Recently I was in downtown Detroit checking out side-by-side rival hot dog stands Lafayette Coney Island and American Coney Island and knew I couldn't leave without making the drive north to sample Flint's unique version of the Coney—often overlooked, and proclaimed by some to be the superior, "original" Michigan hot dog. I was also surprised to find this bizarre version served on a hard taco shell.
Back in the late teens and early 1920s the streets of Flint were lined with Coney Islands—small, predominantly Greek-owned restaurants serving fast and cheap diner fare and hot dogs (aka Coneys) buried in meat sauce made with secret ingredients like beef hearts and ground up hot dogs. There are still plenty of Coney Islands in the area cranking out dogs, almost exclusively serving locally made Koegel's franks and Abbott's coney sauce.
Angelo's is a 24-hour diner that opened in 1949, setting themselves apart by serving their own Coney sauce rather than Abbott's. The hand-painted signs, comfortable booth seating and truck stop atmosphere was right up my alley. The dogs are Koegel's natural casing beef and pork Viennas, lightly grilled on a flat top griddle.
Conceptually the hard shell Coney really brings the whole "Greek-owned, Coney Island / Texas chili themed hot dog restaurant" gimmick full circle. The Koegel's dogs fit perfectly in the shell, the snap of the natural casing combined with the crunch of the taco creating an awesome texture. Along with the sauce and plenty of freshly diced onions, it makes sense in a taco-night comfort food sort of way.
What really sets Flint apart from other Coney-themed hot dog places in Detroit and across the country is the sauce. Detroit Coney sauce is wet, pouring off the sides of the dog and soaking into the bun; while Flint sauce is much dryer, more like a flavored loose meat, similar in texture to the Michigan Sauce served in Plattsburgh, New York.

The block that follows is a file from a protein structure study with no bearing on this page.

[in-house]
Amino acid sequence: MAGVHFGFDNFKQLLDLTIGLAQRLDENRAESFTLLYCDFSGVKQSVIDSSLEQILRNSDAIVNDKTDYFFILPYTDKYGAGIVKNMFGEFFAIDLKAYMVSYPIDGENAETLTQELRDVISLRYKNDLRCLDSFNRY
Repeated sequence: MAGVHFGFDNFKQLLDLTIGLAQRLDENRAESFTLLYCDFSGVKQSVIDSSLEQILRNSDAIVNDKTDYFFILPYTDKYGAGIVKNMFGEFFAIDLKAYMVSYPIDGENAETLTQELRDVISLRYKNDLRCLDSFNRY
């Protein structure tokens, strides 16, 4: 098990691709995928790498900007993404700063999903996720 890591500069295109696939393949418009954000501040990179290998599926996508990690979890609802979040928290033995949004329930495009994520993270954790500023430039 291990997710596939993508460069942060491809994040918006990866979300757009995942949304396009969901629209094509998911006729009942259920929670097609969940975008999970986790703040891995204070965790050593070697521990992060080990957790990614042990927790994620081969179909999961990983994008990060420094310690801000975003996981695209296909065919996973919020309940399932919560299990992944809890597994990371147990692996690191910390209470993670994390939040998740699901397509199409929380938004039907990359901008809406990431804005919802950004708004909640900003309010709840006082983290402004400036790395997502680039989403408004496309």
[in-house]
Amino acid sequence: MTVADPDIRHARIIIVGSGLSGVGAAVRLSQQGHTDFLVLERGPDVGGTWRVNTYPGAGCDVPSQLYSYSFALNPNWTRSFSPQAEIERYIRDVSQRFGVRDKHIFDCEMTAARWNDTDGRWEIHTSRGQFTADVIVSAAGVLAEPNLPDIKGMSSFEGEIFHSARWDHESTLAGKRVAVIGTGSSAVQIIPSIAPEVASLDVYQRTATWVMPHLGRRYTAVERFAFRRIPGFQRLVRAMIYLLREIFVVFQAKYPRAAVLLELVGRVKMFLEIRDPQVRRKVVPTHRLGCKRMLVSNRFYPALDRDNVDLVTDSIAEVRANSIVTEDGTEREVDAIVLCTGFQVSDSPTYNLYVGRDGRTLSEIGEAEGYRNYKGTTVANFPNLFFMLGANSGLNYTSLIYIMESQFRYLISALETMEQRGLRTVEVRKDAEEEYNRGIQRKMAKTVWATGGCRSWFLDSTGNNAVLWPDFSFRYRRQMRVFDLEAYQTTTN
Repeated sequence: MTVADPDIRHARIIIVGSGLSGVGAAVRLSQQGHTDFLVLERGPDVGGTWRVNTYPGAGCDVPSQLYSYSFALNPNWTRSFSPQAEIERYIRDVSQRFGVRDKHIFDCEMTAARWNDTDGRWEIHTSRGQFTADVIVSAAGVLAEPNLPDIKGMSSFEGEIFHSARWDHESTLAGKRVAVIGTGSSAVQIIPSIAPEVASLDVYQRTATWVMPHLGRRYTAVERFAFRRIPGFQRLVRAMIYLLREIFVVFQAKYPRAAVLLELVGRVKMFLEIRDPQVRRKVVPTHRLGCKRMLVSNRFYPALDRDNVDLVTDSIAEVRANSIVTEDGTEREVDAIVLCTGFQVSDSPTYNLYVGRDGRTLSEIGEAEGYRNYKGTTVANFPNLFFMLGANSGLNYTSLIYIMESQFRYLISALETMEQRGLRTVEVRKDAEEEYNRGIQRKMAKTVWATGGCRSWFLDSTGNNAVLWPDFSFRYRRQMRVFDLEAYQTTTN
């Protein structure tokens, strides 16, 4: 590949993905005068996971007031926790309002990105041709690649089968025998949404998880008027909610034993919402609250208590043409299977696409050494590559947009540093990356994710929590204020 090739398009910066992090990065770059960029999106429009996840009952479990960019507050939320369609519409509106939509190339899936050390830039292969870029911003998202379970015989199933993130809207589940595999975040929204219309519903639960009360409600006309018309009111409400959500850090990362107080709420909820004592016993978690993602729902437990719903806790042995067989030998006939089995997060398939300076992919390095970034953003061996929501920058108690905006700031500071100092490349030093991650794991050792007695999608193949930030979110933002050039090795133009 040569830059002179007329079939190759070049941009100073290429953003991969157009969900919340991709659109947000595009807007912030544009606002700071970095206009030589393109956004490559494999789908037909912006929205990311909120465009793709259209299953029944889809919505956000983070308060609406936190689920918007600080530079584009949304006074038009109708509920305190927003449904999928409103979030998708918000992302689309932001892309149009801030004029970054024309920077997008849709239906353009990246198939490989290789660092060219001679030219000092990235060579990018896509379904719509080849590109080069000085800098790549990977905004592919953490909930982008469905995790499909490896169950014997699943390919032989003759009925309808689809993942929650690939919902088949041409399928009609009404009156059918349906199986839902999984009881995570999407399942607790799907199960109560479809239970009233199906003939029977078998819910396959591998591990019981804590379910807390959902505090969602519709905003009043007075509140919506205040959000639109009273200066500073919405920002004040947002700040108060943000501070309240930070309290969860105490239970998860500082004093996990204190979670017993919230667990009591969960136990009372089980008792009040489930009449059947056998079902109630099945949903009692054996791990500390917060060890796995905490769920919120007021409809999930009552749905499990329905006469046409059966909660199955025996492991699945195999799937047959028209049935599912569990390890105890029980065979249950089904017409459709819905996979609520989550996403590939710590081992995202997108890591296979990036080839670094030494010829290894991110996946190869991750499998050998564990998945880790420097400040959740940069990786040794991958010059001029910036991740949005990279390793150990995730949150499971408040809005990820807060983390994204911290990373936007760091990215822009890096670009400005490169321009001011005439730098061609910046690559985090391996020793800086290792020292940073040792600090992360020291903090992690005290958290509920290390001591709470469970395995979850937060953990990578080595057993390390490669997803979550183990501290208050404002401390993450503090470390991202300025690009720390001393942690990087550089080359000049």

Recipes in Flint are closely guarded secrets, with various establishments claiming to be in possession of the "original" recipe. Both Detroit and Flint sauce are made with varying quantities of beef hearts, imparting a deep, rich flavor with a hint of offal. Angelo's sauce is also rumored to contain ground up hot dogs. It's fairly mild, with none of the allspice and cinnamon flavors you find in Cincinnati chili and similar Greek hot dog sauces.
The hard shell Coney is an interesting take on the Flint Coney, but don't leave without trying the classic on a soft, warm bun. Everything is cheap here, no reason not to try it all, including their awesome smashed diner-style burger that's actually still pink in the middle.
Angelo's Coney Island
Hawk Krall is a Philadelphia-based illustrator who has a serious thing for hot dogs. Dig his dog drawings? Many of the illustrations he has created for Hot Dog of the Week are available for sale: hawkkrall.net/prints/.